LAS VEGAS (AP) — A proposal to tame the often rowdy and revealing gauntlet of downtown Las Vegas entertainers will get more time for city leaders to craft the rules.
The Las Vegas City Council voted Wednesday to continue discussing the proposal at its next Sept. 16 meeting that would set up at least 38 zones, six-feet in diameter, where performers would entertain for tips during peak hours. If approved, it's expected to take effect Nov. 1.
City Attorney Brad Jerbic said street performers wishing to perform along Fremont Street's casino-lined pedestrian mall in the zones between 3 p.m. and 1 a.m. would have to register at no cost and provide identification that would be on file but not given to law enforcement unless a criminal complaint was made against the person.
The proposed ordinance also doesn't dictate what a performer might wear or otherwise not wear in the case of comically revealing costumes.
That didn't stop council members from suggesting the registration information be used to weed out felons and sex offenders or limit entertainment they thought was offensive.
"A lot of the women look like they just walked out of a strip club," said Councilman Ricki Barlow, who proposed the ordinance, adding that he didn't think that falls in the category of First Amendment protections. "I love art, but I just don't consider that to be artistic in any way."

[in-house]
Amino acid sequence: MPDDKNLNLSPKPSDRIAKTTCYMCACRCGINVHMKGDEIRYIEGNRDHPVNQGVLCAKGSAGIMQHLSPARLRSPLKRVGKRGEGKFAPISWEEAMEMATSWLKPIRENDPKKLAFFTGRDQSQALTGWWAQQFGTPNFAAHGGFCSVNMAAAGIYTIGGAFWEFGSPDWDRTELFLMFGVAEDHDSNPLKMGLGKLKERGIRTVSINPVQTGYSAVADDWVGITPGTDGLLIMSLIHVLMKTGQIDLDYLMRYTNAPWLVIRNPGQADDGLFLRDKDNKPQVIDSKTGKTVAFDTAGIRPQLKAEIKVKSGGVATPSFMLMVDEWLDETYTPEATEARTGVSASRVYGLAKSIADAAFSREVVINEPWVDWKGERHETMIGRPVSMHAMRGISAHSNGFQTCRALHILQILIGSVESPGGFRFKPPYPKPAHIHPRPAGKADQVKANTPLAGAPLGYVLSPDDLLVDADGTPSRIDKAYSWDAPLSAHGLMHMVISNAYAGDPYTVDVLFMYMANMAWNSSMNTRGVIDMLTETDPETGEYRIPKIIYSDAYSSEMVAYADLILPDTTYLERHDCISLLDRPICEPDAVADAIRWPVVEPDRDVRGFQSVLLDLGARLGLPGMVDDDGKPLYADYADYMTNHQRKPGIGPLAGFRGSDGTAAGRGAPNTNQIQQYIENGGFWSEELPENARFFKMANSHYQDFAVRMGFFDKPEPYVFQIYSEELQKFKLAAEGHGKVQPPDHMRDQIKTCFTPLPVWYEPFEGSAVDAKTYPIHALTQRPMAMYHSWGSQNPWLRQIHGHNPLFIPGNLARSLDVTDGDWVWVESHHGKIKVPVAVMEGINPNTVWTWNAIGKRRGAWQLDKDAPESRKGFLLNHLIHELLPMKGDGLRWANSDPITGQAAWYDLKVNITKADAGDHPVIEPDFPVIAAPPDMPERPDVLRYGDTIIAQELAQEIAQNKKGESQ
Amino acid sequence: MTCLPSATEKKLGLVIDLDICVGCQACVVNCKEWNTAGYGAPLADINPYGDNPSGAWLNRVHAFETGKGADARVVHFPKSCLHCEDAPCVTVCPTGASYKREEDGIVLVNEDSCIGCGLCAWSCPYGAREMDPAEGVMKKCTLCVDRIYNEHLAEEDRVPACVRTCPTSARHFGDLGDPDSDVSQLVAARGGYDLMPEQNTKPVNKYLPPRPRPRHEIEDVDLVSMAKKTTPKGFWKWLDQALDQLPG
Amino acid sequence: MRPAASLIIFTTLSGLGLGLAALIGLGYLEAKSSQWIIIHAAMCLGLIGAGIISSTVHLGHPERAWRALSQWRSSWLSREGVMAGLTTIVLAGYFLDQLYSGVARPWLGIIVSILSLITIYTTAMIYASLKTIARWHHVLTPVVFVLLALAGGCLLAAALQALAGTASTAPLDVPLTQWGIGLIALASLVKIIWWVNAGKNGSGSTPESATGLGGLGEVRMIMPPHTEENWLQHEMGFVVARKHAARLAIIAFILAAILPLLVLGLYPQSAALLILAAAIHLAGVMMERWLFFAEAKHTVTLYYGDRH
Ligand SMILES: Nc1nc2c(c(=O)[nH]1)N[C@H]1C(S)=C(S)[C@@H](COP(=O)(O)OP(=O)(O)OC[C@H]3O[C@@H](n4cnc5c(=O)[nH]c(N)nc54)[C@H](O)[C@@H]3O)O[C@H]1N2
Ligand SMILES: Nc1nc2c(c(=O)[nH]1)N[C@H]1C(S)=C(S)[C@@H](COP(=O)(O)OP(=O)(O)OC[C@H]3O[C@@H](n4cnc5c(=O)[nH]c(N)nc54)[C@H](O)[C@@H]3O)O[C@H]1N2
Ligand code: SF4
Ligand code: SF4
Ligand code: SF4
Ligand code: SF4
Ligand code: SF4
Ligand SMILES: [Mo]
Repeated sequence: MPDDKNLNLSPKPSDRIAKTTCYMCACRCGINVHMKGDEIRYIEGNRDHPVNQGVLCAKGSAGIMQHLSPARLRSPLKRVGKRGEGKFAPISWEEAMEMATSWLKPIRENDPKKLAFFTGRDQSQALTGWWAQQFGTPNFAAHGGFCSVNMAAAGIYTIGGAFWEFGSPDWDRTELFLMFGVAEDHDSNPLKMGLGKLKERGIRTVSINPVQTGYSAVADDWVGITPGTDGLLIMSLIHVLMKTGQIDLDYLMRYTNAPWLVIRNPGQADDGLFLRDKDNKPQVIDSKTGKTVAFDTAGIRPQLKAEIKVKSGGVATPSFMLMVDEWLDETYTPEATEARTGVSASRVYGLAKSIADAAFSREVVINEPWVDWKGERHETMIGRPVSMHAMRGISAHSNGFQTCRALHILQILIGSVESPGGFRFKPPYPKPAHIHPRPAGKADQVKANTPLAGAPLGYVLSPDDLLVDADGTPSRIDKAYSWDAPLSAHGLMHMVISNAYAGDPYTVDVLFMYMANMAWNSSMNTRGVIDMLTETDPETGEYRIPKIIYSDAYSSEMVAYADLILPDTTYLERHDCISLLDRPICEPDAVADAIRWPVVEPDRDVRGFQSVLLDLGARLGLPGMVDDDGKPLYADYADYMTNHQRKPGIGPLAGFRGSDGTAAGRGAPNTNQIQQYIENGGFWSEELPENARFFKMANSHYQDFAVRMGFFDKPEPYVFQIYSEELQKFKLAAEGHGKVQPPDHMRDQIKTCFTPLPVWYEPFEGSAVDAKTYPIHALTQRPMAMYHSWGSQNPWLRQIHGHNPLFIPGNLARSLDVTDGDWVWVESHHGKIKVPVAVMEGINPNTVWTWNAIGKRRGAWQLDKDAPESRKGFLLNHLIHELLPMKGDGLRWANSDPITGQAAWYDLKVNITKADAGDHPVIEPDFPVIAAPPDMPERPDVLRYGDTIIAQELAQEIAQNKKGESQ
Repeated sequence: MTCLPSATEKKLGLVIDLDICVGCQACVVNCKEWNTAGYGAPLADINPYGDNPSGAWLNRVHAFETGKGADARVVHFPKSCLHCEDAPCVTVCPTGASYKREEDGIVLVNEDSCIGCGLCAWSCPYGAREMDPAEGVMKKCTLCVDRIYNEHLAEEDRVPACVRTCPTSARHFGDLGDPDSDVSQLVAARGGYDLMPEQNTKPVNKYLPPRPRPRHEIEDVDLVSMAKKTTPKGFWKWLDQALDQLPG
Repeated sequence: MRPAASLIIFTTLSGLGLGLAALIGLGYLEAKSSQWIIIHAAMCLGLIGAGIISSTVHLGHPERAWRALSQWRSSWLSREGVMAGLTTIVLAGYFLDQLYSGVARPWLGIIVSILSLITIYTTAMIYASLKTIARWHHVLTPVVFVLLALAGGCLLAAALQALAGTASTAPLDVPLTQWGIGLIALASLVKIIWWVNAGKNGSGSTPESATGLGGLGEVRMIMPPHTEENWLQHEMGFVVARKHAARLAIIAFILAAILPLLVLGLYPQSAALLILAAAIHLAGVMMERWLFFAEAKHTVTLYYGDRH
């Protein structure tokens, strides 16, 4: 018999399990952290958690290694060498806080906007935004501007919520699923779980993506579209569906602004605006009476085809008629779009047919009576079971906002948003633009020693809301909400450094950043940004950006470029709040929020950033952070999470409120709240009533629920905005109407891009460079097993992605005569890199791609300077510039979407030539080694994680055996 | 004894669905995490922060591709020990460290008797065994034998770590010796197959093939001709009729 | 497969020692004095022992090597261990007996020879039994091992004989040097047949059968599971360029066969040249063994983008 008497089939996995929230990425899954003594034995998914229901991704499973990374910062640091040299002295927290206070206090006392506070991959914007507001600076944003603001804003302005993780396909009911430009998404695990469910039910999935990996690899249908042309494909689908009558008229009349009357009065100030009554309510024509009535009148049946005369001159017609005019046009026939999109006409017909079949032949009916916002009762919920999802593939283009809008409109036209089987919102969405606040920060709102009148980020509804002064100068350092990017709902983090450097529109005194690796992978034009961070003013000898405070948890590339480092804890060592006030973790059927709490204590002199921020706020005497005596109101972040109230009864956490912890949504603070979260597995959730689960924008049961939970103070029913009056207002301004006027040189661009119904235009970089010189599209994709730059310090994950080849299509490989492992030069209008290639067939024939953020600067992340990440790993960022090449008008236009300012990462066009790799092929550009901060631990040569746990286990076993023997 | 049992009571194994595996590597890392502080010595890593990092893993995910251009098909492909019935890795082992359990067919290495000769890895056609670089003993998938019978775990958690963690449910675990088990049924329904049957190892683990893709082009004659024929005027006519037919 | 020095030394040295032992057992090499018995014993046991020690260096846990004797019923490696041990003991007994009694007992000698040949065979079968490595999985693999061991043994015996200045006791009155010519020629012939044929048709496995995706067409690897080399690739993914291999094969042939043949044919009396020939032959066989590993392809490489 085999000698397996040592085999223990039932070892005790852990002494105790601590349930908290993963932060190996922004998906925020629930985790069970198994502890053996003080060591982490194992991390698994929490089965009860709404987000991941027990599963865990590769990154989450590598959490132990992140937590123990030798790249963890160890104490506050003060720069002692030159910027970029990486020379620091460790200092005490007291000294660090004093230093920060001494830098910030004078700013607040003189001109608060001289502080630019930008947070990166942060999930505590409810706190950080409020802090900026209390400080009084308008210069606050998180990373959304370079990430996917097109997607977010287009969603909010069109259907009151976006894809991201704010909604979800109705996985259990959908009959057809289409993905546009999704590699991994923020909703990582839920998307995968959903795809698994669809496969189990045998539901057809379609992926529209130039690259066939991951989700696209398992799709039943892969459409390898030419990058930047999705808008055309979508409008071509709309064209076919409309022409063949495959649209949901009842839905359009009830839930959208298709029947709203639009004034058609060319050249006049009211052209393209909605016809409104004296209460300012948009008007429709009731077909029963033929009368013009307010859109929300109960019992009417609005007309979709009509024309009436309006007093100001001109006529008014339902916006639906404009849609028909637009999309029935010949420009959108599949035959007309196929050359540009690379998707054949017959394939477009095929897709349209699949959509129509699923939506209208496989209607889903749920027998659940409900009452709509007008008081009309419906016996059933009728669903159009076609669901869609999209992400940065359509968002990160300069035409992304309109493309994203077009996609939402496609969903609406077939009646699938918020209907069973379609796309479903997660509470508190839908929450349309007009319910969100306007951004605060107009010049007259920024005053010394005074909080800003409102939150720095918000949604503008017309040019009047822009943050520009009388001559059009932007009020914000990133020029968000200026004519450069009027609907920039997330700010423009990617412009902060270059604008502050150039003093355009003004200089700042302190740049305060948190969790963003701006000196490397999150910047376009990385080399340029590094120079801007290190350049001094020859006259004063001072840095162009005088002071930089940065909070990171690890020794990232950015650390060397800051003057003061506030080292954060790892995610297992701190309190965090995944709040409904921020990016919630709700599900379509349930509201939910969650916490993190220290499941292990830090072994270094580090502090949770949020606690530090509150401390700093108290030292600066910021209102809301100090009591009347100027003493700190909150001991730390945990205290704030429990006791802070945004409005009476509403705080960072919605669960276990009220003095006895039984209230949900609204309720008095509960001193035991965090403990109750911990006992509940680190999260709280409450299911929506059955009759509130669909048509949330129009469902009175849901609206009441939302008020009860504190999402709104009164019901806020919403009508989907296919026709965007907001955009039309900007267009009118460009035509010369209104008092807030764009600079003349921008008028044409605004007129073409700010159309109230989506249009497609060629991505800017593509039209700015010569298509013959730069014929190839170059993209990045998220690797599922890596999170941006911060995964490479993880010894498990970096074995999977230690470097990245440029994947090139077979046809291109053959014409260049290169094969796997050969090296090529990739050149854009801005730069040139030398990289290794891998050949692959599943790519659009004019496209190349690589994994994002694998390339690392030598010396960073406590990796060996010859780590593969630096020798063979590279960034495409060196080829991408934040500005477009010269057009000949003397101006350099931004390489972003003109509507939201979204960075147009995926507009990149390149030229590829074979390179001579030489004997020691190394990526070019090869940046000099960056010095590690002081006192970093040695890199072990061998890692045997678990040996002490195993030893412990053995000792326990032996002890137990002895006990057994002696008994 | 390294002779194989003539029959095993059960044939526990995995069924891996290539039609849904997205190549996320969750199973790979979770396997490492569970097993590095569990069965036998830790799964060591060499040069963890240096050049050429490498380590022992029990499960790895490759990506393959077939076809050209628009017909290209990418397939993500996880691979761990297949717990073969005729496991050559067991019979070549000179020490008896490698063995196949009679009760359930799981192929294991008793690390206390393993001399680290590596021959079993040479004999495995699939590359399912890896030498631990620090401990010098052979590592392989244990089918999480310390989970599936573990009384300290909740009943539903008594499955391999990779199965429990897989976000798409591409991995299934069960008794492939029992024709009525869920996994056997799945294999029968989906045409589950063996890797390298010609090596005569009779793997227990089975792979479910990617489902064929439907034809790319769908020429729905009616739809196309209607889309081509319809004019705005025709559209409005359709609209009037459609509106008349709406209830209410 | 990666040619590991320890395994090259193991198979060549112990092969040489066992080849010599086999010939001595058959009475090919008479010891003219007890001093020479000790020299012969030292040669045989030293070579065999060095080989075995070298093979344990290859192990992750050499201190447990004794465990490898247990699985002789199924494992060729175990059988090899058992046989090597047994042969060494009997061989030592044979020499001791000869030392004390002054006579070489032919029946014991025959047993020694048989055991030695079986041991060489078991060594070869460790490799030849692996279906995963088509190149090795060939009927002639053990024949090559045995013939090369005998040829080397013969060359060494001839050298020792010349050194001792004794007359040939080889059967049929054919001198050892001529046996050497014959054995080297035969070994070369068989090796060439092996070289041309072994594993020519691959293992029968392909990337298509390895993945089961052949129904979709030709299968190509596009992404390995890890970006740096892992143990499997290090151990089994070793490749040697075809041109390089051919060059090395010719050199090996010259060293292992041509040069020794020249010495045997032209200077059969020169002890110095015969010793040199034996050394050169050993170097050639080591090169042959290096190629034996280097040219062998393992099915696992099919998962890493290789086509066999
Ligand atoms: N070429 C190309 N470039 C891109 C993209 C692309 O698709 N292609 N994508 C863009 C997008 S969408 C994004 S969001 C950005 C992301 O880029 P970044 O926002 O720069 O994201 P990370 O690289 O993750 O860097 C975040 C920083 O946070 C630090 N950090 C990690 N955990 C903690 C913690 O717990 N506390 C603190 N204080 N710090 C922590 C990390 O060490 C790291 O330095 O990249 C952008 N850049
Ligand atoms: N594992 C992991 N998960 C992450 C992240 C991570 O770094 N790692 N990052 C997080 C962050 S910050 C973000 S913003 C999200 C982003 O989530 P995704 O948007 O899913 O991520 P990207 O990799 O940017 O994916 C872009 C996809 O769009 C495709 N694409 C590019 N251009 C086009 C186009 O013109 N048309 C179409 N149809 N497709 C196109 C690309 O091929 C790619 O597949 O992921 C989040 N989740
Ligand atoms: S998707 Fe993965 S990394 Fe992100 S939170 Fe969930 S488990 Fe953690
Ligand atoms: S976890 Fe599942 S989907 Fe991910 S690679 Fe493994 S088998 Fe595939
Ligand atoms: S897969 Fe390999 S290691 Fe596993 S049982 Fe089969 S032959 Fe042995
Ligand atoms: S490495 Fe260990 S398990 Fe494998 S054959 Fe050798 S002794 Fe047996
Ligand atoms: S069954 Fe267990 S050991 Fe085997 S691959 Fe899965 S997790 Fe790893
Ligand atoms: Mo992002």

Both background checks and restricting what a person would wear would violate a person's Constitutional rights, said Tod Story, director of Nevada's ACLU chapter.
Story's organization has been working on the proposal with the city to make the ordinance more about where performers can entertain versus where they can't, which has led to confusion and competition among performers who stake out prime spots along the thoroughfare.
"We're almost there," Story said, noting that the organization would like to see as many zones established as possible. He said the city is still deciding if spaces will be reserved or allocated via a lottery system. Story prefers the latter for fairness.
Dozens of people who, when on Fremont Street, are impersonators, balloon artists, musicians and sometimes scantily clad street performers, told the council they worry the proposal might destroy their livelihoods, violate their rights to free speech, fail to do enough to curb a chaotic, competitive environment and cause more animosity among performers all vying for 38 spaces. Some complained about fellow performers who bare it all.
Ray Rosedale, a Las Vegas resident who isn't a performer but is working on a reality show about street performers, told the council that the downtown Las Vegas' near-nudity comes with the territory and recommended they stand behind the scantily-clad entertainers some time to get a good view of the smiling and laughing tourists who enjoy it.
"If you've got kids, take them to Disney World," he said.